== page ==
The recordings that cornetist Johnny Wiggs, clarinetist Raymond Burke, guitarist / singer Dr. Edmond Souchon, and string bassist / singer Sherwood Mangiapane made in two sessions in New Orleans (in 1952 and 1955) have been both glorious and elusive. Issued on two ten-inch microgroove recordings on the even more elusive Paramount and Steiner-Davis labels, they were wonderful yet invisible. I first heard some of this music on a cassette copy made for me by the late Bob Hilbert, and I knew much more existed but had never heard it. A year ago, I saw one of the records on eBay at a low price and (atypically) was able to buy it without eroding my savings. I thought the front was very impressive.
But the reverse was a real surprise (the eBay seller either didn’t turn the record over or wasn’t interested): it was autographed by Doctor Souchon to Pinky Vidacovitch:
But this is a post about music, not about record collecting, so I hope my digression is pertinent here. I should say that the sessions were originally envisioned by collector / archivist / scholar John Steiner as trios — clarinet, guitar, bass — echoing the recordings of George Lewis that William Russell had made earlier. Russell agreed to record the Burke-Souchon-Mangiapane trio, but — happily for us — Johnny Wiggs came by with his horn and the group became a quartet. The two vinyl issues collected sixteen performances.
I — and no doubt others — have been waiting, hoping for this music to be effectively issued on compact disc. And it happened! The American Music label has issued a two-disc set of the WIGGS-BURKE BIG FOUR. Not only does it offer the original sixteen tracks but a good many alternate takes, performances that didn’t make the original issues, and three tracks from 1957 that bring together Burke, Wiggs, Souchon, Art Hodes, and Freddie Moore. On one or two tracks, Raymond plays the harmonica (not a high point in recorded music, but we needed to know about it, and a tin flute. Wise notes by the deeply-involved Butch Thompson and some rare photographs make the set complete. The recorded sound is fine and the discs are well-programmed, so each disc sounds like a small rewarding session on its own.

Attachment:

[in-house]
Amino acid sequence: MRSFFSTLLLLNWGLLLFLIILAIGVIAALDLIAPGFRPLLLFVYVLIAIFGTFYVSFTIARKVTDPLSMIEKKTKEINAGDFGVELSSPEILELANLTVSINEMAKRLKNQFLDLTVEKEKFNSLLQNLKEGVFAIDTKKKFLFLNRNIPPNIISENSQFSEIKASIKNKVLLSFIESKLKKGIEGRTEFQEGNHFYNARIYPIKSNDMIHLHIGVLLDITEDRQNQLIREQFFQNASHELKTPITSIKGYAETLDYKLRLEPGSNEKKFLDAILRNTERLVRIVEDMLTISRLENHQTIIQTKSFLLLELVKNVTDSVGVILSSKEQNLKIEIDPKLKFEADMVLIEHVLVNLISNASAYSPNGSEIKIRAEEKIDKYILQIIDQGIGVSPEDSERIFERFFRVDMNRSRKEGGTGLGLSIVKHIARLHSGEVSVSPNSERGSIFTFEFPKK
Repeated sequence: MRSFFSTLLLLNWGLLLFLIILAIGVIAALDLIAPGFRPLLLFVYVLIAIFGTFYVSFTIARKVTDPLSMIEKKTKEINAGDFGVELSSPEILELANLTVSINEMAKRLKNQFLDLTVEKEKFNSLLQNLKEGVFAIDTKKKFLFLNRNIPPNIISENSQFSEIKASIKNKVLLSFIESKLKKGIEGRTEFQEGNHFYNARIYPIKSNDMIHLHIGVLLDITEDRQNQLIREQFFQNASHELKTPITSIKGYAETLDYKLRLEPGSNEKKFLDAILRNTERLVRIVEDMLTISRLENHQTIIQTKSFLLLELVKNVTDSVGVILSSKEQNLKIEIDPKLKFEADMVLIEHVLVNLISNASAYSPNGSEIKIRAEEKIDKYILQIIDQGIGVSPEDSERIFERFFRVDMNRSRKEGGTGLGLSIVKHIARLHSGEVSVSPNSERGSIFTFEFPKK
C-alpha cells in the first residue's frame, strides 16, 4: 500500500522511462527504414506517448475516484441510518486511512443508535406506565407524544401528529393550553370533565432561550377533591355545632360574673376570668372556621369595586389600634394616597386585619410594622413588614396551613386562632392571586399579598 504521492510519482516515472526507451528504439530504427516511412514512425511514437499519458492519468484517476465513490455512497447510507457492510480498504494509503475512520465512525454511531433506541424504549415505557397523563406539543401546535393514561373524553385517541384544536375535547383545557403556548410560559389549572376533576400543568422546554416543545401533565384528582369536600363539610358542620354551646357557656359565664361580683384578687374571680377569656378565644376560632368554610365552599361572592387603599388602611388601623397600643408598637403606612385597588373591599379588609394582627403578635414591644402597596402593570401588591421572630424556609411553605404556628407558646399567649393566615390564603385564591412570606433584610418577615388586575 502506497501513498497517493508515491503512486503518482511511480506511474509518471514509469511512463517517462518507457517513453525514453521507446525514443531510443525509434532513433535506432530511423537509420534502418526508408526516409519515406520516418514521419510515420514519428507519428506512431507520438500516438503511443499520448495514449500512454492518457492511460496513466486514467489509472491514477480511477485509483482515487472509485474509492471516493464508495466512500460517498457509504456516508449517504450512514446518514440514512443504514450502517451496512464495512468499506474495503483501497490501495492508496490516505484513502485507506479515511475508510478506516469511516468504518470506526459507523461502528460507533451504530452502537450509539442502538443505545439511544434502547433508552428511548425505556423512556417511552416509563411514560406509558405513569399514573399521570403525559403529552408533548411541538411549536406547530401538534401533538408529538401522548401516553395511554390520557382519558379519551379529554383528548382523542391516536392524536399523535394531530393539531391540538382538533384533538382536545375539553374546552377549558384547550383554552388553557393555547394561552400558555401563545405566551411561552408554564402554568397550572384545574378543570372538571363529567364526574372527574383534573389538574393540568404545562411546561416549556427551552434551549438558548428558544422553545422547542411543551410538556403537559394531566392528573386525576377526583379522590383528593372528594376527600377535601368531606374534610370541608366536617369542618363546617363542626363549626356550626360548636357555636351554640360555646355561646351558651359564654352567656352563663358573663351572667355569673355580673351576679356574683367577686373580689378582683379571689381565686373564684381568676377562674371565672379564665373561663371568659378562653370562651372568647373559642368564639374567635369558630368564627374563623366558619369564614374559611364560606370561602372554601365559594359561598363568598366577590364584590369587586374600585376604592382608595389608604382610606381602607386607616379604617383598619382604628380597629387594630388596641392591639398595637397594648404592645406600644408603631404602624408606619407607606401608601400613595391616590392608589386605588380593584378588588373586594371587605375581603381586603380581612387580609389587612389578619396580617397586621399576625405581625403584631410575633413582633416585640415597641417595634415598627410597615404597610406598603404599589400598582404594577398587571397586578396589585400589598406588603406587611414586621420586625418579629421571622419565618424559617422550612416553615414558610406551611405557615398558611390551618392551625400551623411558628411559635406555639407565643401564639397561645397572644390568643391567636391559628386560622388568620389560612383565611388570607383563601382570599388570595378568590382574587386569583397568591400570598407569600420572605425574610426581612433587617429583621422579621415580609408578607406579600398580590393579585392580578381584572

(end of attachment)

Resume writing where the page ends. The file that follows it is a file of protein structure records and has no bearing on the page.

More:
The songs are (asterisks denoting a title with more than one version) PUT ON YOUR OLD GREY BONNET / ALL NIGHT LONG* / AT SUNDOWN / BUDDY BOLDEN’S BLUES* / MEMORIES / RAY’S TUNE* / CONGO SQUARE / BUCKTOWN BOUNCE / I CAN’T USE IT / IN THE SHADE OF THE OLD APPLE TREE / HOW COME YOU DO ME LIKE YOU DO?* / MAMA’S BABY BOY* (a/k/a DO WHAT ORY SAY) / ALL THE WRONGS YOU’VE DONE TO ME / MILENBERG JOYS / POSTMAN’S LAMENT* / BLACK SNAKE BLUES / SMILES / SINGIN’ THE BLUES / SPANISH TINGE* / HARMONICA BLUES / WALKIN’ THE DOG / TULIP STOMP (a/k/a WHEN YOU WORE A TULIP) / DARKTOWN STRUTTERS’ BALL / GOING HOME / CHINATOWN / JUST A LITTLE WHILE TO STAY HERE / BABY WON’T YOU PLEASE COME HOME? / JOHNNY’S BOUNCE / BUCK TOWN / HEEBIE JEEBIES / MAKE ME A PALLET ON THE FLOOR / SISTER KATE / TIN CAN ALLEY / UNKNOWN TUNE / CITY OF A MILLION DREAMS.
Here is Jazzology Music (the GHB Jazz Foundation): the primary site where the discs can be bought — and if you notice the Index, bottom right of the page, with a careful scrolling motion you can hear the WIGGS-BURKE BIG FOUR play PUT ON YOUR OLD GREY BONNET. If that doesn’t convince you, I don’t know what will.
I don’t usually become hyperbolic and tell my readers that this is “the one disc they must buy,” “the one festival they must go to,” etc., because there is so much enticing and enduring music both being reissued and being made live even as I write this. Yet I think that the WIGGS-BURKE BIG FOUR has given me an extraordinary amount of the pleasure in the months that I have had and played it . . . and played it. And I certainly think that the musicians who think of themselves as “traditionalists” and beyond should be listening intently to this music for its lightness, its depth of feeling, and its expertise. Let me explain.